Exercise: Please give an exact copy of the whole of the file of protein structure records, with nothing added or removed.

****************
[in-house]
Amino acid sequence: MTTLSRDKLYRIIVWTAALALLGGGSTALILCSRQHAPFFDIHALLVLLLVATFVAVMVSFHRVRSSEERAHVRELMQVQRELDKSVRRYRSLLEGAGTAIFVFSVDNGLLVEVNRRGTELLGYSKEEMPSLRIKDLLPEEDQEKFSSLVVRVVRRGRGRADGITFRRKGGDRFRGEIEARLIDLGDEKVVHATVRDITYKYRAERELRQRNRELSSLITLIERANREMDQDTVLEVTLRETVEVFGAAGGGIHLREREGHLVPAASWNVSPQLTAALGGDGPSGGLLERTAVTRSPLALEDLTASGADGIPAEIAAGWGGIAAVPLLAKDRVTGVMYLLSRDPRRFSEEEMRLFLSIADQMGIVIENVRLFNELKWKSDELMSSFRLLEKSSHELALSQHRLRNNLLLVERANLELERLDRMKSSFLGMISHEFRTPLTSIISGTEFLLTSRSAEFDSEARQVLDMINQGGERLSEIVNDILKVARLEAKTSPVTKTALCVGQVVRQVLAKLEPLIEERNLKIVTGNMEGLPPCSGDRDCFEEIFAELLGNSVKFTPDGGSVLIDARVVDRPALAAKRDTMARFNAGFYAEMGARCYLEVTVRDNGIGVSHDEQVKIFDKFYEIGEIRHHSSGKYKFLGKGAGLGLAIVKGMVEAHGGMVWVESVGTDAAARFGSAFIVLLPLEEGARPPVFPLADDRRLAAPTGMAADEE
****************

[in-house]
Amino acid sequence: MTTLSRDKLYRIIVWTAALALLGGGSTALILCSRQHAPFFDIHALLVLLLVATFVAVMVSFHRVRSSEERAHVRELMQVQRELDKSVRRYRSLLEGAGTAIFVFSVDNGLLVEVNRRGTELLGYSKEEMPSLRIKDLLPEEDQEKFSSLVVRVVRRGRGRADGITFRRKGGDRFRGEIEARLIDLGDEKVVHATVRDITYKYRAERELRQRNRELSSLITLIERANREMDQDTVLEVTLRETVEVFGAAGGGIHLREREGHLVPAASWNVSPQLTAALGGDGPSGGLLERTAVTRSPLALEDLTASGADGIPAEIAAGWGGIAAVPLLAKDRVTGVMYLLSRDPRRFSEEEMRLFLSIADQMGIVIENVRLFNELKWKSDELMSSFRLLEKSSHELALSQHRLRNNLLLVERANLELERLDRMKSSFLGMISHEFRTPLTSIISGTEFLLTSRSAEFDSEARQVLDMINQGGERLSEIVNDILKVARLEAKTSPVTKTALCVGQVVRQVLAKLEPLIEERNLKIVTGNMEGLPPCSGDRDCFEEIFAELLGNSVKFTPDGGSVLIDARVVDRPALAAKRDTMARFNAGFYAEMGARCYLEVTVRDNGIGVSHDEQVKIFDKFYEIGEIRHHSSGKYKFLGKGAGLGLAIVKGMVEAHGGMVWVESVGTDAAARFGSAFIVLLPLEEGARPPVFPLADDRRLAAPTGMAADEE